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Self’s assessment: Tax and the cost of living crisis

In our continuing series, Heather Self examines the tax issues that make the headline news. This week, why tax changes might not be the best way of delivering targeted support for the cost of living crisis.

Energy prices have continued to rise, and inflation is now at around 9%, putting the budgets of many families under significant pressure. At his Spring Statement in March 2022, the Chancellor did spend significant sums of money on support, including a 5p cut in fuel duty and a rise in national insurance thresholds from July 2022. He also announced an energy support package in February 2022 which gave everyone £200 off their energy bills (clawed back over the following five years) and a £150 council tax rebate to 80% of households. The total cost of these measures was £18bn in 2022/23 alone (source: table 3.1: Spring Statement 2022 policy decisions) – a very large sum, particularly when you consider that a ‘typical’ chancellor’s Budget involves around £2bn of measures in a ‘normal’ year.

Labour have continued to call for a windfall tax, and there are signs that the government is beginning to soften its stance. Professor Judith Freedman posed a number of excellent questions on Twitter recently: How long will a windfall tax take to devise, enact, collect? How much will it raise? How will any one-off sum be used? What happens after it’s been spent? My own view is that a windfall tax is not great in tax policy terms but is politically attractive – it looks as if the Government is ‘doing something’ – but it will be too little, too late, for those most in need.

The Sunday Times last week put forward the view that Sunak is now ‘attracted to a windfall tax on the energy companies’ but on the basis that there would be different rates of tax based on what they would be prepared to invest (sounds complicated, and aren’t capital allowances the key way to reduce the effective tax rate on investment?). One commentator noted that ‘even a windfall tax would only generate £150 per household’, which is going to do little to help the worst off in the short term. A further article in the Financial Times on 24 May suggested that the scope of a windfall tax could be widened to include electricity generators, potentially raising more money but adding significantly to the complexity of any definition of ‘windfall’ profits.

Meanwhile, the Liberal Democrats have continued to press for a VAT cut, which would be relatively easy to implement and would – at least in theory – show through quickly to people’s pockets. However, one major flaw is that it assumes that any cut would be passed on to customers: the 5p cut in fuel duty (which cost £2.4bn) was quickly swamped by further rises, and rumours that the petrol retailers took the chance to increase their own margins. As I have said before (Tax Journal, 13 January 2022), and Professor Rita de la Feria has explained in more detail, a VAT cut is very expensive and is an inefficient way of delivering help to the poorest, as those who have more money to spend get more of the benefits of any cut.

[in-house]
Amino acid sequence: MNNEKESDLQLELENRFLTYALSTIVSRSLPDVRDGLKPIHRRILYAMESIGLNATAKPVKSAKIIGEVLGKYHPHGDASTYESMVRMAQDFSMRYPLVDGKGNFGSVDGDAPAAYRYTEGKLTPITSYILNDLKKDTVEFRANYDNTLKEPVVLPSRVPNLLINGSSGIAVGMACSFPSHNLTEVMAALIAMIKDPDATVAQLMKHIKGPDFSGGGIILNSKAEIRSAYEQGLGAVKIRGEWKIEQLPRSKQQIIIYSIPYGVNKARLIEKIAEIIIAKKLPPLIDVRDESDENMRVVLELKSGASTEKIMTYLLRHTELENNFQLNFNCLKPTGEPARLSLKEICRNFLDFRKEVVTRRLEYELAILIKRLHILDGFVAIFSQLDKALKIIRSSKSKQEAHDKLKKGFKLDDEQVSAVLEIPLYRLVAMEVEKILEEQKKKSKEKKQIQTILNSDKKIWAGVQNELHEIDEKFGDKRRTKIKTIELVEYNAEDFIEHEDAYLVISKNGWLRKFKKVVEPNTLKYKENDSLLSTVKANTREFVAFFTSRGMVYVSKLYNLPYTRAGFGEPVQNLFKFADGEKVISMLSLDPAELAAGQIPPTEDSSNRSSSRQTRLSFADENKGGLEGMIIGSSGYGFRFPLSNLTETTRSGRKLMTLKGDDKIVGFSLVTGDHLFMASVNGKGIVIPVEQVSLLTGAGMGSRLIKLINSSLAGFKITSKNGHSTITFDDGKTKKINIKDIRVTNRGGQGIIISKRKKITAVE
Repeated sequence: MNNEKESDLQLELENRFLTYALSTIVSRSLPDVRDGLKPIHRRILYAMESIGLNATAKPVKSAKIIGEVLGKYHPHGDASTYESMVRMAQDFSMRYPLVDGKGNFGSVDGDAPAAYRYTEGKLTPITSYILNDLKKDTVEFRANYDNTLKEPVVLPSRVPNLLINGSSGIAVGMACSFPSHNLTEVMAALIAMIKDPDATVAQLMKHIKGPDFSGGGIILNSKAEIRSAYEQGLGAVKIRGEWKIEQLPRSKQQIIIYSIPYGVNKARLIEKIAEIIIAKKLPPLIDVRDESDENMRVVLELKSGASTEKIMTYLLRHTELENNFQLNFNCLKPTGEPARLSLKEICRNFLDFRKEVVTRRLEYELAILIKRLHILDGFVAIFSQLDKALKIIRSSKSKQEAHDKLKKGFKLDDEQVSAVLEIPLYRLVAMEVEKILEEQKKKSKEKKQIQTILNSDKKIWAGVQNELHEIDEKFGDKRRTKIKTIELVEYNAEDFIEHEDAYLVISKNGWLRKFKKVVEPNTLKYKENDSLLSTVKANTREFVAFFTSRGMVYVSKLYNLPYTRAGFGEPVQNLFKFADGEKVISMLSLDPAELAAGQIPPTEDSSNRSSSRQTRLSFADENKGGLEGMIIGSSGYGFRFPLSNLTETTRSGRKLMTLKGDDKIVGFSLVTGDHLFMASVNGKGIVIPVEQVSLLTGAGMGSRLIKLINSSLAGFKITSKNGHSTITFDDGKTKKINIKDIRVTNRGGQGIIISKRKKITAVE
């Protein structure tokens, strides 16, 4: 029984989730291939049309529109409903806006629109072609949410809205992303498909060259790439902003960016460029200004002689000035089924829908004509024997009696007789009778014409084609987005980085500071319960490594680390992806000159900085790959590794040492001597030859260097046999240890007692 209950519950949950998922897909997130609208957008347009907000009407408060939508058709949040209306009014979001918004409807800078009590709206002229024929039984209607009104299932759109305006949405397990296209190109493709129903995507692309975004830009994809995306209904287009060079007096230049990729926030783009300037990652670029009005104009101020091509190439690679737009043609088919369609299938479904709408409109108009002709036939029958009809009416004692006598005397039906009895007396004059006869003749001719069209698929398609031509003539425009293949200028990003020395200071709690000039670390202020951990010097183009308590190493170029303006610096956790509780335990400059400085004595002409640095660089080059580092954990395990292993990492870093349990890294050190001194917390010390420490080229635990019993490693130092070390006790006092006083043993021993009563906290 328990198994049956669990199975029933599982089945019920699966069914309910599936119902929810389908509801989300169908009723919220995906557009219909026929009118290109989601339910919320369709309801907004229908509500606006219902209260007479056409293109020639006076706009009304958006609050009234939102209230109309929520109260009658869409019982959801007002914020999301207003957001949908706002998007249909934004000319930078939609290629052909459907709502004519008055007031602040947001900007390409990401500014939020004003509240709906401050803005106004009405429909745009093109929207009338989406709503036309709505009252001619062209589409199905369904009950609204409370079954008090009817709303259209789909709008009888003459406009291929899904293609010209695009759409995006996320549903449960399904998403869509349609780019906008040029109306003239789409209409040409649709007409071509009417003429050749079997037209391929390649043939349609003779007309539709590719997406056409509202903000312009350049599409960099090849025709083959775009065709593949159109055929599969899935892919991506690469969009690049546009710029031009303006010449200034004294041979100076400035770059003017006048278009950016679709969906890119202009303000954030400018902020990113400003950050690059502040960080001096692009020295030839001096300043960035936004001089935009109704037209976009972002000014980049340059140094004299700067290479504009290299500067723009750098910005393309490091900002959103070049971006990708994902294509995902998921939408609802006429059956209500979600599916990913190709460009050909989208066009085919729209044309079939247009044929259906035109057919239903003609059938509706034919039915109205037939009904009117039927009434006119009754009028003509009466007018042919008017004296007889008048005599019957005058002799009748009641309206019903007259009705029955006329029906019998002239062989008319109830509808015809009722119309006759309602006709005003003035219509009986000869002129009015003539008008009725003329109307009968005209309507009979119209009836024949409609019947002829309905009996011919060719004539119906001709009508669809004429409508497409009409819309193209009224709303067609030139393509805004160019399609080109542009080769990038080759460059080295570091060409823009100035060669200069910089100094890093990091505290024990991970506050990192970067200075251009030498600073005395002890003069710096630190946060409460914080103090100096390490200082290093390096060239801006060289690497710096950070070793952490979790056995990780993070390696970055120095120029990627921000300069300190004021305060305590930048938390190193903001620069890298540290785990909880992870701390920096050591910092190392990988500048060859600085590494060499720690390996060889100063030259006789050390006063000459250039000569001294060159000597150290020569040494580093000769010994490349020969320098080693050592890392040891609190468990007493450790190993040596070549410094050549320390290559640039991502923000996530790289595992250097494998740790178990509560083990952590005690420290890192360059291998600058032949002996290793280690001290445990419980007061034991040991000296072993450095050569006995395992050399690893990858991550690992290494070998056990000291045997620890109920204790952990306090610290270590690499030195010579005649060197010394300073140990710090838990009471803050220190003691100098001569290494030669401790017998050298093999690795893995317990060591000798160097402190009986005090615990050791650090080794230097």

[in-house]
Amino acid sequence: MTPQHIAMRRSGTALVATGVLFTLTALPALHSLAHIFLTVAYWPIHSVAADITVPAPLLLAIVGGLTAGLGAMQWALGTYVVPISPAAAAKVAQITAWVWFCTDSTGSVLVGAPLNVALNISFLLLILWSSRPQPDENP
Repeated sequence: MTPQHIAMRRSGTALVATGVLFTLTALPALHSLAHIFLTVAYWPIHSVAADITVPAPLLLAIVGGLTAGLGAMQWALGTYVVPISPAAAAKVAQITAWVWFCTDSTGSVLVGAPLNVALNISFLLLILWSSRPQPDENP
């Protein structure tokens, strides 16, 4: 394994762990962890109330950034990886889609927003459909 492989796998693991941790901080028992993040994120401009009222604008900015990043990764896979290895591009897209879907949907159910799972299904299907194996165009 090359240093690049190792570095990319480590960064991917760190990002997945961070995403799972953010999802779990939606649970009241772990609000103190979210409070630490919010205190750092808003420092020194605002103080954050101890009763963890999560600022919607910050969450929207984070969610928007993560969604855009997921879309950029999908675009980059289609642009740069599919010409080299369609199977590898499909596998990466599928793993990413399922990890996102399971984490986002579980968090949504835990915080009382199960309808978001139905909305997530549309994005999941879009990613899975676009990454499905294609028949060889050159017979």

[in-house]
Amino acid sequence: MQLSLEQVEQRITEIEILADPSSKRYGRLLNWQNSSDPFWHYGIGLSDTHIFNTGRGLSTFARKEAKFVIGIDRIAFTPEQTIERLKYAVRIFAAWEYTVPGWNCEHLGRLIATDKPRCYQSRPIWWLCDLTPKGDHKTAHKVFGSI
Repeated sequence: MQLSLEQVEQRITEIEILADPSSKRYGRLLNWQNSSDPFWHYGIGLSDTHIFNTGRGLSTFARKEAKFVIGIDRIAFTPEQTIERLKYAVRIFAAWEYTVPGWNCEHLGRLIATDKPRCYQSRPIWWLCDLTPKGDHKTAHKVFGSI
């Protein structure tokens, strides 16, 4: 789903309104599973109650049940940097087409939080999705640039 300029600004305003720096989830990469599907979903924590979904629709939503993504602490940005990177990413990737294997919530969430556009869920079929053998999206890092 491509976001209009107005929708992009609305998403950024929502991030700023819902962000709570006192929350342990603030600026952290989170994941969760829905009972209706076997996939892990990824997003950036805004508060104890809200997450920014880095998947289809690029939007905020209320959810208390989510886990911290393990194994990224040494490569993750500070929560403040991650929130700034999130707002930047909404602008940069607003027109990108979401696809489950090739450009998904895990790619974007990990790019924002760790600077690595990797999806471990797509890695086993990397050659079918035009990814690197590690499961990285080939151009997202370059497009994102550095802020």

So, what should the Chancellor do? David Gauke, a man more familiar than most with political realities, wrote recently in the New Statesman that ‘The government can only do so much, and it does have to prioritise’, but he went on to make a powerful argument that more could, and should, be done for the poorest who are most exposed to rising prices. Helen Barnard, of the Joseph Rowntree foundation, wrote in Prospect magazine that there are, in fact, two different but related problems. The first is the ‘genuine crisis’ facing those on low incomes, who are ‘facing a level of hardship that should be unimaginable in a civilised country’. The second challenge is the hit to living standards for those on middle incomes – which, as Helen Barnard points out, are a more diverse group. It is this latter group where most of the recent support has been focused, but the more urgent need is for those on the lowest incomes.

As I said in January, and as Helen Barnard lays out in more detail, the obvious thing to do is to improve benefit payments – either by uprating benefits now by the actual cost of inflation (9%, when benefits were only uprated in April by 3.1%) or at least by reinstating the ‘temporary’ uplift of £20 to universal credit. It was widely reported recently (for example, in The Guardian on 13 May) that the chancellor cannot raise benefits more than once a year because of outdated computer systems at the Department for Work and Pensions. While government computer systems may well be antiquated, I have to say that ‘computer says no’ is the worst excuse I have heard for failing to help those most in need. And it is beyond belief that a temporary increase to universal credit, which has already been done once, could not be done again. As I said at the conclusion of my January article, ‘instead of finding complicated ways to subsidise energy bills, why not just give more cash to those who need it most’?

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